Last sparks in non-solar RECs as regulated prices stifle market

The market for Renewable Energy Certificates (RECs), which has been witnessing downturn for the past three years, could be staring at an end soon. While the trading of solar RECs has been stalled for a year now, non-solar ones would last be traded on March 28 because the regulated price band rendered the market unviable.

Close to 3.9 million non-solar RECs will be traded this week and if all are sold, it will mark the end of the trading. The industries dependent on these certificates for meeting their renewable power obligations are worried about the implications if the RECs market ceases to exist. 

There are around 1,200 projects under REC mechanism with a total capacity of 5,383 Mw. The trouble began in March 2017, when Central Electricity Regulatory Commission (CERC) reduced the REC prices to a historic low to match prevailing tariffs. The floor price of solar REC was reduced to Re 1/unit and forbearance price to Rs 2.4/unit. It was earlier Rs 3.5/unit and Rs 5.8/unit, respectively. For the non-solar (wind power and others), the floor price was reduced to Re 1/unit and forbearance at Rs 3/unit. It was earlier in the range of Rs 1.5-3.5/unit.

The order was challenged by REC generating companies in the Supreme Court and in Appellate Tribunal of Electricity (APTEL). The petitioners had submitted that lowering the prices would never clear the unsold stock of close to 10 million RECs. 

The generators asked the APTEL to suggest means to clear the existing stock of RECs which would be hampered by the new price regime. The Supreme Court, in a separate case, however, allowed the trading of non-solar RECs with the earlier prices. APTEL is yet to give a decision in the matter which has led to backlog of RECs.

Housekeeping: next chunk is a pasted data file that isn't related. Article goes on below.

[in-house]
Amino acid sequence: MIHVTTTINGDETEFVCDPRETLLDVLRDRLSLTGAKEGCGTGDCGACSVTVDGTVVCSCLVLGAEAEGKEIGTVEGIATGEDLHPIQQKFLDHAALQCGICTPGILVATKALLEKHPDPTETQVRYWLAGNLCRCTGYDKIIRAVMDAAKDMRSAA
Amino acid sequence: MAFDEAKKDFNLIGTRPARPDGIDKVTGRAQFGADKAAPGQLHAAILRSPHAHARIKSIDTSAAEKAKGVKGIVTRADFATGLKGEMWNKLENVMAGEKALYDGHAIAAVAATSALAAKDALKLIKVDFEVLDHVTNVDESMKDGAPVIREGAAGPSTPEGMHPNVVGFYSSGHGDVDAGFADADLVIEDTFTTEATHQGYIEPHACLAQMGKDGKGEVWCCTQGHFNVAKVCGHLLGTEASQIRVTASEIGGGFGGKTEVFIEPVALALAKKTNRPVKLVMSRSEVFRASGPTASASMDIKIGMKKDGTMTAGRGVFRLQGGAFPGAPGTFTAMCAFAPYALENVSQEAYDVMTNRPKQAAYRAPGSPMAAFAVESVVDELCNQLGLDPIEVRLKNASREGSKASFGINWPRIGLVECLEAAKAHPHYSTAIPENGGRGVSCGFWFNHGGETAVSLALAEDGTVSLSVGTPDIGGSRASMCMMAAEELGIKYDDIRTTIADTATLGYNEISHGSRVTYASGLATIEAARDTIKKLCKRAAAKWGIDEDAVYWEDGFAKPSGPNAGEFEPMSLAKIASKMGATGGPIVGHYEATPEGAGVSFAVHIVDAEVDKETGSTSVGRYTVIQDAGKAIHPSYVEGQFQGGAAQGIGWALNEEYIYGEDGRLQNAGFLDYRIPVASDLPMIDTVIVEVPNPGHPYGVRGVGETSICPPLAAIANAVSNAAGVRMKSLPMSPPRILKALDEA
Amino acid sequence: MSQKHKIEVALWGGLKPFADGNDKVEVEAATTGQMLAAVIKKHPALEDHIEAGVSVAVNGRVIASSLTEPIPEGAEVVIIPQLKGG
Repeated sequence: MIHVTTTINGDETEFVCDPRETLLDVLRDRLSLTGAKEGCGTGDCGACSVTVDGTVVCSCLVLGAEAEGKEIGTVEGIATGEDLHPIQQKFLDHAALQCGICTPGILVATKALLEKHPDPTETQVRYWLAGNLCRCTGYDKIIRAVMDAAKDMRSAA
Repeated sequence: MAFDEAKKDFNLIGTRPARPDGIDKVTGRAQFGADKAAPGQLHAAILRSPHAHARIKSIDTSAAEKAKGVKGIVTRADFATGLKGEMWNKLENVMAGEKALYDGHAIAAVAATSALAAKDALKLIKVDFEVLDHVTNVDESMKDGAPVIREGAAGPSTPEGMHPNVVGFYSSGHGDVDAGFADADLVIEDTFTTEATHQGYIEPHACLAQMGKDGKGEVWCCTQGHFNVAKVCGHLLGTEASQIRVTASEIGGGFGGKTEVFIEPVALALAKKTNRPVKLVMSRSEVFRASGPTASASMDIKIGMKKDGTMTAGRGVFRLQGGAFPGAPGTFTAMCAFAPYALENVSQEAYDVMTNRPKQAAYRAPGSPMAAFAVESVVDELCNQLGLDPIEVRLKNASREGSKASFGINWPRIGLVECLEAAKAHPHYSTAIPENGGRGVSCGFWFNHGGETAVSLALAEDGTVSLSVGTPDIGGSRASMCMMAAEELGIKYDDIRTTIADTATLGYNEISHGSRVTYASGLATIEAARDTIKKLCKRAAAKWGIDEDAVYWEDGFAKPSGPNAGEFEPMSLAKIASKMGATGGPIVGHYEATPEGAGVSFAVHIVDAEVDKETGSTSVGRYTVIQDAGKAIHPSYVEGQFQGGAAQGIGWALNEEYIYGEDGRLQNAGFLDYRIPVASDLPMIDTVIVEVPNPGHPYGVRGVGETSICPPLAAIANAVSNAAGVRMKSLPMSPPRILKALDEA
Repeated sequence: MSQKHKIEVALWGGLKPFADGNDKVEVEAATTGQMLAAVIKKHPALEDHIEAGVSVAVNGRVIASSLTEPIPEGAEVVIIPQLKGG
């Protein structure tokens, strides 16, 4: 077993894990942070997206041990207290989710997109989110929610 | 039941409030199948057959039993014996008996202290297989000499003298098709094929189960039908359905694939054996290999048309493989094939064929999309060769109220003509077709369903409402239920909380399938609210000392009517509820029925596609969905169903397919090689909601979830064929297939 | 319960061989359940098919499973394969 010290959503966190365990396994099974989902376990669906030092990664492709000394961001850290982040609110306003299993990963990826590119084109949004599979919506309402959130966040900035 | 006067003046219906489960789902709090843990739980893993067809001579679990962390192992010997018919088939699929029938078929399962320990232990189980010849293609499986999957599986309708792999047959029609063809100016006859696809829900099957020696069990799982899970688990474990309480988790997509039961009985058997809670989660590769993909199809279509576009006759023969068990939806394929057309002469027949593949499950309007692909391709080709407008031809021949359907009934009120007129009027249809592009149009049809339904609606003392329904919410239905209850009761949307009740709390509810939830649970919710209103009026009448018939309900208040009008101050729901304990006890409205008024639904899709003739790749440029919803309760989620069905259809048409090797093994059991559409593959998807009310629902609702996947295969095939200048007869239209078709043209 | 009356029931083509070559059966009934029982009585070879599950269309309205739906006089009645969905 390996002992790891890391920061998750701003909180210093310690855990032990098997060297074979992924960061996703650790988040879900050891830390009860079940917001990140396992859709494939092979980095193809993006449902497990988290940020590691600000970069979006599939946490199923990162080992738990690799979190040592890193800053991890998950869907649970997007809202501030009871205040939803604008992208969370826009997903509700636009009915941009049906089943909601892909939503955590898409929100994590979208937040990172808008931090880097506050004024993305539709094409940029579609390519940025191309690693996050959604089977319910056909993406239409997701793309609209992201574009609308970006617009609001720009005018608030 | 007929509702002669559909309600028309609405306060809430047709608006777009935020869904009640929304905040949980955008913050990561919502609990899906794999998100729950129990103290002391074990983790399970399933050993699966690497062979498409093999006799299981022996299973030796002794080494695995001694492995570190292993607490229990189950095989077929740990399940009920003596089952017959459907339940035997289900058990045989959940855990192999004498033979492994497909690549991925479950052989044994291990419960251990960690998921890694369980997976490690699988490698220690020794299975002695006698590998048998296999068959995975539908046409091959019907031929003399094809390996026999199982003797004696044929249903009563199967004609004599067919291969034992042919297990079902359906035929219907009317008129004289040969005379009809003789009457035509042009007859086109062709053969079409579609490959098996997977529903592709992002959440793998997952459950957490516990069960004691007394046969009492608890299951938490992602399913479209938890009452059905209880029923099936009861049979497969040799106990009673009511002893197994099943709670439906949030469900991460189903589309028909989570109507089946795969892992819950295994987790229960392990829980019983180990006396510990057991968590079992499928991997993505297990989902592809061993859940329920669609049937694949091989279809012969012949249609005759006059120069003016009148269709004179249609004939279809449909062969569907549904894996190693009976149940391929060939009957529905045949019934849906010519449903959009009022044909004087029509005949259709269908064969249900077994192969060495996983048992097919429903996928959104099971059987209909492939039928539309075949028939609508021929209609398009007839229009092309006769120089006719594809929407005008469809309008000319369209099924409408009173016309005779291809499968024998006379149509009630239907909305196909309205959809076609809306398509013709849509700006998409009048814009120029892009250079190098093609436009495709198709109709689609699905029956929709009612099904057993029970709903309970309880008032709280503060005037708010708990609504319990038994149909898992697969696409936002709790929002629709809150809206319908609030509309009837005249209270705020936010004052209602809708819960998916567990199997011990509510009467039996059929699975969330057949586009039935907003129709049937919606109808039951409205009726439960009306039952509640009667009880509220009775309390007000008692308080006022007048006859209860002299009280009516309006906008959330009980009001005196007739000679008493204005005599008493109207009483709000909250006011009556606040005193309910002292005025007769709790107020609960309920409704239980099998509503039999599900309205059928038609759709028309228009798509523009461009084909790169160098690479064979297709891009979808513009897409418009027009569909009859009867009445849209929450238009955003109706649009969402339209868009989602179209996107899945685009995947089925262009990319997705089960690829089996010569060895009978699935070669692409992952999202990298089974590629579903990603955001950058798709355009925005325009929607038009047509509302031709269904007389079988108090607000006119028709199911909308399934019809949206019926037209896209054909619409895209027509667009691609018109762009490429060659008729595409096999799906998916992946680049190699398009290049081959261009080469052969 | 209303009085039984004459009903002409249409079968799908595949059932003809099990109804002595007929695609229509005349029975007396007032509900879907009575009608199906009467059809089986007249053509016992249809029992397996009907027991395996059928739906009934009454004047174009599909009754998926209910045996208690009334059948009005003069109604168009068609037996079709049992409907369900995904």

The non-solar ones where the trading was allowed in the last four months saw good trading. In the past four months, the non-solar RECs traded were 1.2 to 5.2 million. The last tranche of 3.9 million will be trading next week, which would be cleared in one go, said a market expert. 

"There was an overall improvement in the renewable purchase obligation (RPO) which led to turnaround in the non-solar RECs. After more than five years, demand of RECs exceeded supply However, due to huge backlog, RECs were sold at the floor price,” said a trader. Against a demand of 14 million RECs, there were 4.8 million non-solar RECs. 

With no clarity on solar RECs and non-solar ones too going off market, purchasers and sellers of these certificates, like distribution companies, thermal power producers, open access consumers, would have to look at alternate mechanism to meet RPO. 

Sector experts said thermal captive industry of 65 Gw would need close to 20 million RECs while open access consumers would need 7.5 million RECs annually. There is also 272 Gw of thermal power capacity which needs to meet RPO.

“The existing 32 Gw of wind power capacity cannot meet requirement of REC demand of 337 Gw. There will be immense shortfall in the coming years,” said a renewable power expert.

He added the demand from these consumers would continue as they do not have access to power procured by SECI. 

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